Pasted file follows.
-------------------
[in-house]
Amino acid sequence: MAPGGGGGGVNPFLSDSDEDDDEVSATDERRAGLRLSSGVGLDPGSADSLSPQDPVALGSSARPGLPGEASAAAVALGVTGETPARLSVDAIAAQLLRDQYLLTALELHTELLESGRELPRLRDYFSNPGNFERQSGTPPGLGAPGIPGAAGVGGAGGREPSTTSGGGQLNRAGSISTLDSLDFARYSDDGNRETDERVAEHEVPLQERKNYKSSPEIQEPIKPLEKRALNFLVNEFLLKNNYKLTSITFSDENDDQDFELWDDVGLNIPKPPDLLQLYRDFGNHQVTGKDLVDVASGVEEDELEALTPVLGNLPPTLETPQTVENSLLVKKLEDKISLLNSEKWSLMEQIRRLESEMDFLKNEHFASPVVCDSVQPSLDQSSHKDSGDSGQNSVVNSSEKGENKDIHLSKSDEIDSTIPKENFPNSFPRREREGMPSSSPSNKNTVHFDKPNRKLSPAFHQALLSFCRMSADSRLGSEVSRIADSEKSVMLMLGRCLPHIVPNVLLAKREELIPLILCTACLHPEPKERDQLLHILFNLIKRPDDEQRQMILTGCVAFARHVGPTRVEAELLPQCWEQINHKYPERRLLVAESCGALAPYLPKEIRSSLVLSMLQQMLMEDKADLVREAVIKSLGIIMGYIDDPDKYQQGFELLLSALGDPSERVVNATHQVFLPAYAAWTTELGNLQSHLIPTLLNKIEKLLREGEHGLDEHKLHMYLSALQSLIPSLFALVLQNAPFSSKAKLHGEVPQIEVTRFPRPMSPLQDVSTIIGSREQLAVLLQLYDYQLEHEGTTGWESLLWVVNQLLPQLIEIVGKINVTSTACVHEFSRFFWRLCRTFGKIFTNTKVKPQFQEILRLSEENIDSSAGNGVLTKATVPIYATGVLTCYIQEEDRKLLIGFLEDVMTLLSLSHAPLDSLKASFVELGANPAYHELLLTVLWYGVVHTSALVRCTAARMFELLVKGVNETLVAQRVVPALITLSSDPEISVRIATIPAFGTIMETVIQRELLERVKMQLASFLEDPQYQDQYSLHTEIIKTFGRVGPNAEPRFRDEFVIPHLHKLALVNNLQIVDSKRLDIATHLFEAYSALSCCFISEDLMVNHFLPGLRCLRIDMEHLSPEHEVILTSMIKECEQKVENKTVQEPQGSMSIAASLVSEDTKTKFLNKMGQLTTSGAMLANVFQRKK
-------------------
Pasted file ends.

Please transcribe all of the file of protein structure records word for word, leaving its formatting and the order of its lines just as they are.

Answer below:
[in-house]
Amino acid sequence: MAPGGGGGGVNPFLSDSDEDDDEVSATDERRAGLRLSSGVGLDPGSADSLSPQDPVALGSSARPGLPGEASAAAVALGVTGETPARLSVDAIAAQLLRDQYLLTALELHTELLESGRELPRLRDYFSNPGNFERQSGTPPGLGAPGIPGAAGVGGAGGREPSTTSGGGQLNRAGSISTLDSLDFARYSDDGNRETDERVAEHEVPLQERKNYKSSPEIQEPIKPLEKRALNFLVNEFLLKNNYKLTSITFSDENDDQDFELWDDVGLNIPKPPDLLQLYRDFGNHQVTGKDLVDVASGVEEDELEALTPVLGNLPPTLETPQTVENSLLVKKLEDKISLLNSEKWSLMEQIRRLESEMDFLKNEHFASPVVCDSVQPSLDQSSHKDSGDSGQNSVVNSSEKGENKDIHLSKSDEIDSTIPKENFPNSFPRREREGMPSSSPSNKNTVHFDKPNRKLSPAFHQALLSFCRMSADSRLGSEVSRIADSEKSVMLMLGRCLPHIVPNVLLAKREELIPLILCTACLHPEPKERDQLLHILFNLIKRPDDEQRQMILTGCVAFARHVGPTRVEAELLPQCWEQINHKYPERRLLVAESCGALAPYLPKEIRSSLVLSMLQQMLMEDKADLVREAVIKSLGIIMGYIDDPDKYQQGFELLLSALGDPSERVVNATHQVFLPAYAAWTTELGNLQSHLIPTLLNKIEKLLREGEHGLDEHKLHMYLSALQSLIPSLFALVLQNAPFSSKAKLHGEVPQIEVTRFPRPMSPLQDVSTIIGSREQLAVLLQLYDYQLEHEGTTGWESLLWVVNQLLPQLIEIVGKINVTSTACVHEFSRFFWRLCRTFGKIFTNTKVKPQFQEILRLSEENIDSSAGNGVLTKATVPIYATGVLTCYIQEEDRKLLIGFLEDVMTLLSLSHAPLDSLKASFVELGANPAYHELLLTVLWYGVVHTSALVRCTAARMFELLVKGVNETLVAQRVVPALITLSSDPEISVRIATIPAFGTIMETVIQRELLERVKMQLASFLEDPQYQDQYSLHTEIIKTFGRVGPNAEPRFRDEFVIPHLHKLALVNNLQIVDSKRLDIATHLFEAYSALSCCFISEDLMVNHFLPGLRCLRIDMEHLSPEHEVILTSMIKECEQKVENKTVQEPQGSMSIAASLVSEDTKTKFLNKMGQLTTSGAMLANVFQRKK